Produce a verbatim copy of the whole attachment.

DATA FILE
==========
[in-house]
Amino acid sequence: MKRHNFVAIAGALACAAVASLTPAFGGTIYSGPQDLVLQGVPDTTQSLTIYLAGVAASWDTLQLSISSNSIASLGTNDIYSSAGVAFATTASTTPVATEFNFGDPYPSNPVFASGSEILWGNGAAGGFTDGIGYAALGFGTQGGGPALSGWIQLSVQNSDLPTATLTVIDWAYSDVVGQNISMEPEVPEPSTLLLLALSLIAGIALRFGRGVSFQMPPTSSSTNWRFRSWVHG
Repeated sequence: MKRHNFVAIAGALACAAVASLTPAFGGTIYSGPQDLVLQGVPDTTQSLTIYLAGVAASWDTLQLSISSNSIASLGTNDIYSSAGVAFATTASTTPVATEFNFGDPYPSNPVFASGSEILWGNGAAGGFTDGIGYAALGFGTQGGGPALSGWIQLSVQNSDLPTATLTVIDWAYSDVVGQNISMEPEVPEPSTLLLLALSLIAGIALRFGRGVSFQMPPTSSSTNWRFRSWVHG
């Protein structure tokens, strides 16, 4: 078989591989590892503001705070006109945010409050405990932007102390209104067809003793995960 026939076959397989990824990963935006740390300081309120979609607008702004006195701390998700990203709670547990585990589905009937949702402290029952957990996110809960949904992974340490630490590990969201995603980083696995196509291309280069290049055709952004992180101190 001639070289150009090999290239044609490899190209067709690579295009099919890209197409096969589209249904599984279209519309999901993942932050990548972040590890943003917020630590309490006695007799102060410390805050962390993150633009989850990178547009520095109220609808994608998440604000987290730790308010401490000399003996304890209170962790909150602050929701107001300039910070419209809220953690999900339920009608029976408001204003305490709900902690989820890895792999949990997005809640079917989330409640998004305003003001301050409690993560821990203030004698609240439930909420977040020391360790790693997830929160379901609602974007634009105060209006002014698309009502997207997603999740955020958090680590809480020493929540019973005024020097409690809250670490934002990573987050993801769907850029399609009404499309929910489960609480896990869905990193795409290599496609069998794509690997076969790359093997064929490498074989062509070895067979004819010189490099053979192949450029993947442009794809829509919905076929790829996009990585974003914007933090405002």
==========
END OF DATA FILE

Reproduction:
[in-house]
Amino acid sequence: MKRHNFVAIAGALACAAVASLTPAFGGTIYSGPQDLVLQGVPDTTQSLTIYLAGVAASWDTLQLSISSNSIASLGTNDIYSSAGVAFATTASTTPVATEFNFGDPYPSNPVFASGSEILWGNGAAGGFTDGIGYAALGFGTQGGGPALSGWIQLSVQNSDLPTATLTVIDWAYSDVVGQNISMEPEVPEPSTLLLLALSLIAGIALRFGRGVSFQMPPTSSSTNWRFRSWVHG
Repeated sequence: MKRHNFVAIAGALACAAVASLTPAFGGTIYSGPQDLVLQGVPDTTQSLTIYLAGVAASWDTLQLSISSNSIASLGTNDIYSSAGVAFATTASTTPVATEFNFGDPYPSNPVFASGSEILWGNGAAGGFTDGIGYAALGFGTQGGGPALSGWIQLSVQNSDLPTATLTVIDWAYSDVVGQNISMEPEVPEPSTLLLLALSLIAGIALRFGRGVSFQMPPTSSSTNWRFRSWVHG
């Protein structure tokens, strides 16, 4: 078989591989590892503001705070006109945010409050405990932007102390209104067809003793995960 026939076959397989990824990963935006740390300081309120979609607008702004006195701390998700990203709670547990585990589905009937949702402290029952957990996110809960949904992974340490630490590990969201995603980083696995196509291309280069290049055709952004992180101190 001639070289150009090999290239044609490899190209067709690579295009099919890209197409096969589209249904599984279209519309999901993942932050990548972040590890943003917020630590309490006695007799102060410390805050962390993150633009989850990178547009520095109220609808994608998440604000987290730790308010401490000399003996304890209170962790909150602050929701107001300039910070419209809220953690999900339920009608029976408001204003305490709900902690989820890895792999949990997005809640079917989330409640998004305003003001301050409690993560821990203030004698609240439930909420977040020391360790790693997830929160379901609602974007634009105060209006002014698309009502997207997603999740955020958090680590809480020493929540019973005024020097409690809250670490934002990573987050993801769907850029399609009404499309929910489960609480896990869905990193795409290599496609069998794509690997076969790359093997064929490498074989062509070895067979004819010189490099053979192949450029993947442009794809829509919905076929790829996009990585974003914007933090405002």